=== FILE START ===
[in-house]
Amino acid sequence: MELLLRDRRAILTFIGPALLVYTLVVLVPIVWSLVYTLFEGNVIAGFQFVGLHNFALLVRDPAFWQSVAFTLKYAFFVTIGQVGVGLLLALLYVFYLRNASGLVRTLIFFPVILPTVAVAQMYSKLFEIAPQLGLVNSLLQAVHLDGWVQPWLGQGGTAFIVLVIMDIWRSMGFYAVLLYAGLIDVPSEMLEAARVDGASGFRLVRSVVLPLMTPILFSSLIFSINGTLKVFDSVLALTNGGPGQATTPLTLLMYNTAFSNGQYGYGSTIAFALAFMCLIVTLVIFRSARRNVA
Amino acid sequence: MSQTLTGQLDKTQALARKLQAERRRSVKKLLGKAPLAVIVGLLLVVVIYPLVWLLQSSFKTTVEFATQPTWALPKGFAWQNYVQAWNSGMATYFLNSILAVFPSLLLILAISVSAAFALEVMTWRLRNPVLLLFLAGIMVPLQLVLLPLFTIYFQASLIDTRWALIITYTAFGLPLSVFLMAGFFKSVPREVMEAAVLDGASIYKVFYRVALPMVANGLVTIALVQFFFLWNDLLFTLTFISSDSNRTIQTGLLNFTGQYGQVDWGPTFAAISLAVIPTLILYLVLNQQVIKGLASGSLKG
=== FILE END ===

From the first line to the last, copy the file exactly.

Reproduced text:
[in-house]
Amino acid sequence: MELLLRDRRAILTFIGPALLVYTLVVLVPIVWSLVYTLFEGNVIAGFQFVGLHNFALLVRDPAFWQSVAFTLKYAFFVTIGQVGVGLLLALLYVFYLRNASGLVRTLIFFPVILPTVAVAQMYSKLFEIAPQLGLVNSLLQAVHLDGWVQPWLGQGGTAFIVLVIMDIWRSMGFYAVLLYAGLIDVPSEMLEAARVDGASGFRLVRSVVLPLMTPILFSSLIFSINGTLKVFDSVLALTNGGPGQATTPLTLLMYNTAFSNGQYGYGSTIAFALAFMCLIVTLVIFRSARRNVA
Amino acid sequence: MSQTLTGQLDKTQALARKLQAERRRSVKKLLGKAPLAVIVGLLLVVVIYPLVWLLQSSFKTTVEFATQPTWALPKGFAWQNYVQAWNSGMATYFLNSILAVFPSLLLILAISVSAAFALEVMTWRLRNPVLLLFLAGIMVPLQLVLLPLFTIYFQASLIDTRWALIITYTAFGLPLSVFLMAGFFKSVPREVMEAAVLDGASIYKVFYRVALPMVANGLVTIALVQFFFLWNDLLFTLTFISSDSNRTIQTGLLNFTGQYGQVDWGPTFAAISLAVIPTLILYLVLNQQVIKGLASGSLKG